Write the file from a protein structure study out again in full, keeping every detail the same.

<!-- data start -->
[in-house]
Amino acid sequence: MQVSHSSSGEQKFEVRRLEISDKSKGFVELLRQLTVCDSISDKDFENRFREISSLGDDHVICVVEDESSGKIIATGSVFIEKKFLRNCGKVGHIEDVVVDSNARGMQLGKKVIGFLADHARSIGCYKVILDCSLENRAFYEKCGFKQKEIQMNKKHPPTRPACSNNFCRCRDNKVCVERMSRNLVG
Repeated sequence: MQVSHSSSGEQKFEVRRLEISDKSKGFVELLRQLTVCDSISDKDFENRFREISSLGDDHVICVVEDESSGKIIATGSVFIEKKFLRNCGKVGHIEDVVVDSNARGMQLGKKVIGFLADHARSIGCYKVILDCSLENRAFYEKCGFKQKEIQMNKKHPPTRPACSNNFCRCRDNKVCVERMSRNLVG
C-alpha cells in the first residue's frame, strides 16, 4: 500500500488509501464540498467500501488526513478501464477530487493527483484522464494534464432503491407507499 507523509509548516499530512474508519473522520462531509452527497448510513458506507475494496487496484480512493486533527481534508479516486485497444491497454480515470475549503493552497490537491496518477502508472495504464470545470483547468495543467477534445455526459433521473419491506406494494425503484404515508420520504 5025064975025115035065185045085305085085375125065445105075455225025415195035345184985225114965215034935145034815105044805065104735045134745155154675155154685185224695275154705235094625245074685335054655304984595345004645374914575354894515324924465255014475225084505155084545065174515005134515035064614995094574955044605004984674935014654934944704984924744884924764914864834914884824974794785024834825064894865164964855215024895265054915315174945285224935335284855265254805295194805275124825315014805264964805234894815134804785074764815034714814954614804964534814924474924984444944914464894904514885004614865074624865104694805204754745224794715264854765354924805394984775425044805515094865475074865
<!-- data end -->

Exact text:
[in-house]
Amino acid sequence: MQVSHSSSGEQKFEVRRLEISDKSKGFVELLRQLTVCDSISDKDFENRFREISSLGDDHVICVVEDESSGKIIATGSVFIEKKFLRNCGKVGHIEDVVVDSNARGMQLGKKVIGFLADHARSIGCYKVILDCSLENRAFYEKCGFKQKEIQMNKKHPPTRPACSNNFCRCRDNKVCVERMSRNLVG
Repeated sequence: MQVSHSSSGEQKFEVRRLEISDKSKGFVELLRQLTVCDSISDKDFENRFREISSLGDDHVICVVEDESSGKIIATGSVFIEKKFLRNCGKVGHIEDVVVDSNARGMQLGKKVIGFLADHARSIGCYKVILDCSLENRAFYEKCGFKQKEIQMNKKHPPTRPACSNNFCRCRDNKVCVERMSRNLVG
C-alpha cells in the first residue's frame, strides 16, 4: 500500500488509501464540498467500501488526513478501464477530487493527483484522464494534464432503491407507499 507523509509548516499530512474508519473522520462531509452527497448510513458506507475494496487496484480512493486533527481534508479516486485497444491497454480515470475549503493552497490537491496518477502508472495504464470545470483547468495543467477534445455526459433521473419491506406494494425503484404515508420520504 5025064975025115035065185045085305085085375125065445105075455225025415195035345184985225114965215034935145034815105044805065104735045134745155154675155154685185224695275154705235094625245074685335054655304984595345004645374914575354894515324924465255014475225084505155084545065174515005134515035064614995094574955044605004984674935014654934944704984924744884924764914864834914884824974794785024834825064894865164964855215024895265054915315174945285224935335284855265254805295194805275124825315014805264964805234894815134804785074764815034714814954614804964534814924474924984444944914464894904514885004614865074624865104694805204754745224794715264854765354924805394984775425044805515094865475074865